Luther and the Madness of Forgiveness
The current year is 2016. The Reformation is largely understood to have been initiated when Martin Luther nailed his 95 Theses to the Wittenberg church door in 1517. Yes. For those of you who are better at math than me, that means that the Reformation is 499 years old this month.
Central to the Reformation were two core issues: the authority of Scripture, and the doctrine of justification by faith alone. To us these seem like doctrinal – perhaps even scholarly issues. The sort of things that the professors and seminary students ought to worry about in their smoke-filled rooms while ruminating on philosophy and other useless things.
The reality is that the Reformation didn’t start out as some sort of heady discussion that was only for the “elites.” Instead, it really began as the personal struggle of a single monk to believe that the holy God of the universe really loved him. And yet Luther was so fundamentally aware of his own sinfulness:
I was utterly stupefied and terror-stricken. I thought to myself, “With what tongue shall I address such Majesty, seeing that all men ought to tremble in the presence of even an earthly prince? Who am I that I should lift up mine eyes or raise my hands to the divine Majesty? The angels surround him. At his nod the earth trembles. And shall I, a miserable little pygmy, say ‘I want this, I ask for that’? For I am dust and ashes and full of sin and I am speaking to the living, eternal, and the true God.”
How could a holy God love someone like Luther!? This was his struggle. The system of salvation taught in the Roman Church even during Luther’s time was very much a treadmill of works for a God who could never truly be satisfied. He would never truly be good enough, no matter how hard he tried. He needed something that would truly answer his heart’s need, and Rome couldn’t provide it.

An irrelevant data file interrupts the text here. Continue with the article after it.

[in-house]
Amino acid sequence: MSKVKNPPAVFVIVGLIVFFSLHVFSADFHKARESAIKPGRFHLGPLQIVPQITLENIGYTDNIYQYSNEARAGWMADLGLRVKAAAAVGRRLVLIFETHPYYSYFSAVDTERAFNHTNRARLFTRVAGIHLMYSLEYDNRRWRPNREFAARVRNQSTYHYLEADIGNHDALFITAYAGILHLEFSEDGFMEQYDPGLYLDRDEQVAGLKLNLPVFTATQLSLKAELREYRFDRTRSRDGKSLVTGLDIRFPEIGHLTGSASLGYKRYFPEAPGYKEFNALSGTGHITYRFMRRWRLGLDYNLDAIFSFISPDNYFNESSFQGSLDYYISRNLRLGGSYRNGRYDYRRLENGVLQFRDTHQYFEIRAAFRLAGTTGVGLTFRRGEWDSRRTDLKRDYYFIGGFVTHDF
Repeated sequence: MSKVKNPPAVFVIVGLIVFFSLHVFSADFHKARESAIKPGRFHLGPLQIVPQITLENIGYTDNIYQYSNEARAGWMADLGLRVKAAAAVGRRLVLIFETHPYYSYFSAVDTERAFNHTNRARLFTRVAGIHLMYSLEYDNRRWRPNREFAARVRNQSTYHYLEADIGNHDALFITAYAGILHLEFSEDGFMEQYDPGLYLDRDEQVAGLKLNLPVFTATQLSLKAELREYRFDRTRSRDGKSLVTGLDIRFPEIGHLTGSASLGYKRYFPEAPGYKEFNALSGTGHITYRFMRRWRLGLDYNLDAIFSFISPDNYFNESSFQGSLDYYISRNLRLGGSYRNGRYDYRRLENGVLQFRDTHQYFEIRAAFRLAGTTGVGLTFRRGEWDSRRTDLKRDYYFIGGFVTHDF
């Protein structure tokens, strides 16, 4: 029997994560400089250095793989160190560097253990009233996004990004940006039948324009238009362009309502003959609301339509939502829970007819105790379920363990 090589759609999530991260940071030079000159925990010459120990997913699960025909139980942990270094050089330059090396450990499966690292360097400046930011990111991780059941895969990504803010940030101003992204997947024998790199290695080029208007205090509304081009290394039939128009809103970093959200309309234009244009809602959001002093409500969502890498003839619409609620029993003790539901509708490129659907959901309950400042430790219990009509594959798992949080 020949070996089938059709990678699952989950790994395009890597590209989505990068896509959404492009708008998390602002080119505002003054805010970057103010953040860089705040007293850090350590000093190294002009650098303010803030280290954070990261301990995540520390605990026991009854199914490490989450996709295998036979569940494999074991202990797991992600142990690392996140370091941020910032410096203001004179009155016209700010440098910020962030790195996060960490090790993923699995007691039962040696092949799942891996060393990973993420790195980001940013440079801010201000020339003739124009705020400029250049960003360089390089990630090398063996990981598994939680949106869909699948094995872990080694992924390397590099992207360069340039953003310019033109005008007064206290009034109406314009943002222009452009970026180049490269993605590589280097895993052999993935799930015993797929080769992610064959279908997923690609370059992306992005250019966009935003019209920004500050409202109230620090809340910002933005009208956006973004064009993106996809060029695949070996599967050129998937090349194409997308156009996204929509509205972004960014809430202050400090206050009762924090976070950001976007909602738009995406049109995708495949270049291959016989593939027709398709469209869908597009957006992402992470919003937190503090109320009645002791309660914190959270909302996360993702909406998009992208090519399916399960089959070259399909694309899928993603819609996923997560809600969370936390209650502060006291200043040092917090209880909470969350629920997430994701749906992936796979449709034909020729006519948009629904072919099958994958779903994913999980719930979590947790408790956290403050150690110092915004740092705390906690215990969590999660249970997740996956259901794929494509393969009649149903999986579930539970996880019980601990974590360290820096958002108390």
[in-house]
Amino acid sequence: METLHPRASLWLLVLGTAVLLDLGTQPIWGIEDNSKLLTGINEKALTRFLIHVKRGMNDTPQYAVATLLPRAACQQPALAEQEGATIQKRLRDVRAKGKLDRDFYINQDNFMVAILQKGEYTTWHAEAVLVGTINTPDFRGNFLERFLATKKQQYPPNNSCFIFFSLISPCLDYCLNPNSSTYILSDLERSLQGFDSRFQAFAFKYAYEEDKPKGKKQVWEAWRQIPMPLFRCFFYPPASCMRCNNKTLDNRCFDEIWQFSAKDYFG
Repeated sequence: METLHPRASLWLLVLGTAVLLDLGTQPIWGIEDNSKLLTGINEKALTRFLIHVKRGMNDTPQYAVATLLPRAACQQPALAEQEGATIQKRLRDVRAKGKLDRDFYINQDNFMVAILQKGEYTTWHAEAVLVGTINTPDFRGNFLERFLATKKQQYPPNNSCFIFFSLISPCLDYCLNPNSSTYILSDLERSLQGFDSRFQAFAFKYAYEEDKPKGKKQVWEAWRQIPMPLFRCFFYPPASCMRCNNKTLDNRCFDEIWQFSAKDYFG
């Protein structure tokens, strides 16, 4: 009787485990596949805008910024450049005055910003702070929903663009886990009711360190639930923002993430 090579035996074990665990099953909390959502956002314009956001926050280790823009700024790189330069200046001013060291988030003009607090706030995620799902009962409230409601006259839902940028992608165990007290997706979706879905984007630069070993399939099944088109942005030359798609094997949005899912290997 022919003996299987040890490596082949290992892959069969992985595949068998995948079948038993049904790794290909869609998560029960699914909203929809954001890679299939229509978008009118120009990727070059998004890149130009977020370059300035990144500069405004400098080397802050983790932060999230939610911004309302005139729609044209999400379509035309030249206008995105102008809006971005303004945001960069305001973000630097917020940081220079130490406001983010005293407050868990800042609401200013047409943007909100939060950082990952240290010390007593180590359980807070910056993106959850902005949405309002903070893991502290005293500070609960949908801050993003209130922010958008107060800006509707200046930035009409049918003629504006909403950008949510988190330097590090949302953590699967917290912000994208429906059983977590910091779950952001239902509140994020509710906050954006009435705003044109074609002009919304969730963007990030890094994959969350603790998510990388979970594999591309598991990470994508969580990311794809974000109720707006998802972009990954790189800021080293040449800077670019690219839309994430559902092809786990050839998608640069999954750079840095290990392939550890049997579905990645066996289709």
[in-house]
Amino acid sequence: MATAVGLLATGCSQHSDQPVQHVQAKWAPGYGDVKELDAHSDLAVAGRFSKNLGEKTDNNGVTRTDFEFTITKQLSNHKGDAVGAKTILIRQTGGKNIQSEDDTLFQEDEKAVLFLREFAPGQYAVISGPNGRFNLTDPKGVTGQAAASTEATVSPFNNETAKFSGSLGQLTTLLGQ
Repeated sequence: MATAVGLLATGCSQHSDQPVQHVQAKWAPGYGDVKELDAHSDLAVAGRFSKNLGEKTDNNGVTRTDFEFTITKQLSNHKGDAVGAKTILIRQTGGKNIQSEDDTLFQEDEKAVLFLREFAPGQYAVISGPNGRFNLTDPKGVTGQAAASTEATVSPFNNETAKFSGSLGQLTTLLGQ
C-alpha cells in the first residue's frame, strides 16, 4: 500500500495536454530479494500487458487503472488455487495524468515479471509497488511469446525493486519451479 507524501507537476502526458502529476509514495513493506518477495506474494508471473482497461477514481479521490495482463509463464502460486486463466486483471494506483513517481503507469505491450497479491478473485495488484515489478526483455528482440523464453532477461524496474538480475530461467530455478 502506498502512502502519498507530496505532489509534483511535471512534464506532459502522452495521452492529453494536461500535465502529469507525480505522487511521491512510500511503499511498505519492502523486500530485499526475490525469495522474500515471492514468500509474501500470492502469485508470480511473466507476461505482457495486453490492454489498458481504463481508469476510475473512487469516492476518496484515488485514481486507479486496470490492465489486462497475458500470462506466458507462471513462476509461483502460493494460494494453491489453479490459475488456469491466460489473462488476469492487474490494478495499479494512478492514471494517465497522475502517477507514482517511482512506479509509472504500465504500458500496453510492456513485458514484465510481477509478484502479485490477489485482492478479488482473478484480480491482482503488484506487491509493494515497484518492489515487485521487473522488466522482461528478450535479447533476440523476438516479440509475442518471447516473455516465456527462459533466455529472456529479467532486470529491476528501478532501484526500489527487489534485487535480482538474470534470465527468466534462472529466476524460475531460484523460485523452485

The truth that rescued Luther wasn’t found in the teaching magisterium of the Church in Rome. It was found in the Scriptures; in the words of Paul when he said that “a person is not justified by works of the law but through faith in Jesus Christ” (Gal. 3:16). The reality is, God is the one who justifies the ungodly. People like you and I, who know our guilt, who are so very aware of our fallenness. This truth was so important that Luther declared, “If the article of justification be once lost, then is all true Christian doctrine lost.” And if it be lost, what hope do you or I have in the presence of such a holy God?
The truth is that because of justification by faith alone, the All Terrible toward sinners becomes the All Merciful in Christ. This is a personal and deep truth that affected Luther to his very core and not only changed him from the inside out, but transformed the world forever, reminding us all that even today God is changing the hearts of sinners, showing himself to be both just and the justifier of those who trust in Him.
Luther was once asked by one of his parishioners why he kept preaching about the Gospel. Why not move on to other things? Luther is said to have responded, “I keep reminding you because you and I keep forgetting.” Let all of the saints of Pearl Presbyterian Church be so aware of our own need of a Savior that we never grow tired of hearing the mad truth that Christ came to die for sinners. The world is full of men and women who need to hear the message that in Christ there is forgiveness of sins. Let us all remember that each and every person we meet is a person in need of that truth.